There are few more important moments on the world stage than the annual United Nations Climate Change Conference, this year held over the last couple of weeks in Dubai.
As we live through the hottest year since records began, the need for bold and ambitious plans to tackle the climate crisis is more urgent than ever before.
But this summit, which I attended with Christian Aid, was different, as there was another question being asked of world leaders: how can we end the horrific escalation of violence across Israel and the occupied Palestinian territory?
As I write, over 18,800 Palestinians in Gaza and 1,200 Israelis have been killed since October 7. Airstrikes have caused widespread destruction of homes, schools and telecommunication installations.
With fuel for generators all but depleted, medical care is on its knees, and virtually all water and sanitation services have collapsed. Many civilians in Gaza now go to bed and wake up hungry amidst extreme food shortages.
There is a desperate need for a safe and effective humanitarian response, so much so that the UN general secretary has warned the conflict in Gaza “may aggravate existing threats to international peace and security.”
Alongside civil society partners from across the globe, Christian Aid used the power of protest at COP28 to ensure that the gathering of world leaders there would not forget the scale of destruction and trauma that Palestinian civilians in Gaza are experiencing. Some may say that a climate conference isn’t the place for that, but to them I say there is no climate justice without human rights, too.
Speaking up for Gaza
One man who joined us from Gaza was Christian Aid’s partner, Ahmed Sourani. Ahmed travelled to Dubai to accept an award for his work on sustainable agriculture, but was only able to travel due to the window afforded by the recent humanitarian pause in the conflict.
Ahmed was there for a greater cause, too: to speak up for his friends, his family, and his community.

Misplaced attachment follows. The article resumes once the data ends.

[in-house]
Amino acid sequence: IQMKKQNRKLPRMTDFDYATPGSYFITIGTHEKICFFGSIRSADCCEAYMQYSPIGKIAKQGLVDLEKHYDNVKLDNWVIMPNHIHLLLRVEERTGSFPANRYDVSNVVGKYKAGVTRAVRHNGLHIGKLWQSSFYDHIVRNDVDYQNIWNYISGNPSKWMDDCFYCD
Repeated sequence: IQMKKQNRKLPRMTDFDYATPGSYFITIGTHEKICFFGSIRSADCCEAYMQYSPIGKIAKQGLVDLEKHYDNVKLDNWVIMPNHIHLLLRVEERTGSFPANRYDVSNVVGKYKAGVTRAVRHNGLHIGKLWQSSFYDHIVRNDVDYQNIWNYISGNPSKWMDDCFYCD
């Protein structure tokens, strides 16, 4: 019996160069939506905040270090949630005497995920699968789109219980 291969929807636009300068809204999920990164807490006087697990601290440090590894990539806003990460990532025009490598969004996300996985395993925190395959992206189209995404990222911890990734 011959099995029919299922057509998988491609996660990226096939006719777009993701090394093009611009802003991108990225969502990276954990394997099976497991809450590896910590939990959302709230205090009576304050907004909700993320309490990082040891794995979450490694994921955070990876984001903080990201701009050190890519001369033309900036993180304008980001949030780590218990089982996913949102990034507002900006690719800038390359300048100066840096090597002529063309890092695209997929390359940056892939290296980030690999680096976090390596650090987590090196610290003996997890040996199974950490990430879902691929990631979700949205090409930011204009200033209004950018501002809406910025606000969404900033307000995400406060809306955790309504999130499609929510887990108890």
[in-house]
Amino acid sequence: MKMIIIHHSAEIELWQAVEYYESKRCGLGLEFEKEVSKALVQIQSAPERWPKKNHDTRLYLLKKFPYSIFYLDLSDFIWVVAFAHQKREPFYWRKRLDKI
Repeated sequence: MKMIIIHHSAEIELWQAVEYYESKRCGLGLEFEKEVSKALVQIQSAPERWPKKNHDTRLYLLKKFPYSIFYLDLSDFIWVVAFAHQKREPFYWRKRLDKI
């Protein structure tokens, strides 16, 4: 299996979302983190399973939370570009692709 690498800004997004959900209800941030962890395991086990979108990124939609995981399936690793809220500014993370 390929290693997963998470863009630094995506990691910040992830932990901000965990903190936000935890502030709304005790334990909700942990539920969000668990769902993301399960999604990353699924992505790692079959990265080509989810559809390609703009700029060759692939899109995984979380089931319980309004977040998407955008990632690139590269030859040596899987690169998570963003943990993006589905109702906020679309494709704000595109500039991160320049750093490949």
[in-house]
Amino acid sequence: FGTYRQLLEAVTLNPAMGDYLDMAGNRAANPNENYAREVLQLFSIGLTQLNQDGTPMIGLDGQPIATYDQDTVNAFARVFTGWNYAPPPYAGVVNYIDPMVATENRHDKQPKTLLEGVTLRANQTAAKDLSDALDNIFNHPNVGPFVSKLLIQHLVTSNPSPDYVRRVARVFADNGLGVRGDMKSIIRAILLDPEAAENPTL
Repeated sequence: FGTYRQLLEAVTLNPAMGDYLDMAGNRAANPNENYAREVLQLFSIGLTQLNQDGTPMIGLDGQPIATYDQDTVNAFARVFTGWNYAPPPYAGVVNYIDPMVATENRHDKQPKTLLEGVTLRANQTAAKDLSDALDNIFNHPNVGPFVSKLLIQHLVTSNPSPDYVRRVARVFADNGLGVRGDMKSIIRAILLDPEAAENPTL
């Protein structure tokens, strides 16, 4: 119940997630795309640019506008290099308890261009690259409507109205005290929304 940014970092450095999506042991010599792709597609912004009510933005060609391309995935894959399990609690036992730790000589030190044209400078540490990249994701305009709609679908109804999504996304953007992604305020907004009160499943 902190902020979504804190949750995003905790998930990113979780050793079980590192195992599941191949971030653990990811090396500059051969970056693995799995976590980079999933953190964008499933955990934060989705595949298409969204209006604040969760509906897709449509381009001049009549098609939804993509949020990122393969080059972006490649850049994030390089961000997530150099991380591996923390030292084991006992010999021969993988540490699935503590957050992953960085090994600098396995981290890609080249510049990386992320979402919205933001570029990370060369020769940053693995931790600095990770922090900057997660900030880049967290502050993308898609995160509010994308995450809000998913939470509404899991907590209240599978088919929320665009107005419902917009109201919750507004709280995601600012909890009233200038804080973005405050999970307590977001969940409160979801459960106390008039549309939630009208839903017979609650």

He is an incredible character, full of warmth. When we met, he was just off the phone with his family back home in Gaza. Despite clearly being concerned for the welfare of his loved ones and struggling to be separated from them, his face lit up as he embraced me.
Ahmed was eager to convey just how important it is for people in the UK and around the world to show solidarity with his community and stand up for peace and human rights.
He also wanted to make clear how thankful he is for the generosity of so many of Christian Aid’s supporters. Their support has enabled our partners to respond in extremely dangerous circumstances with medical relief and community-led initiatives, such as food, shelter, sanitation, and cash.
A permanent ceasefire is only way to stop bloodshed
It was clear that the tragic scale of the crisis was taking its toll. I cannot forget Ahmed’s warning that not one person in Gaza has been left untouched by death and destruction. He explained that people have opened their homes – what few homes are left, that is – to neighbours and strangers alike who have lost everything. A whole community has come together in the darkest of hours.
Despite facing a crisis beyond what many of us could even imagine, he remained full of hope. His message was simple: let’s keep working together for peace, justice, and love for both the Palestinian people and all people.
Christian Aid is, therefore, calling for a permanent ceasefire. It is the only serious option to stop further loss of civilian life and allow for a safe and effective humanitarian response at the scale needed to address people’s needs. Despite this, the UK abstained last week on a UN resolution demanding an urgent humanitarian ceasefire.
Yes, we have since seen a tonal shift with support for “a sustainable ceasefire”, but the UK Government is still falling short of calling for an immediate ceasefire. In effect, we have new words, not new policy.
Ultimately, the cycle of violence will not end, and innocent people will continue to pay the price, until Palestinians and Israelis are treated as equals and the occupation of Gaza and the West Bank is ended.
David Green, from Ross-shire, is Christian Aid’s public engagement lead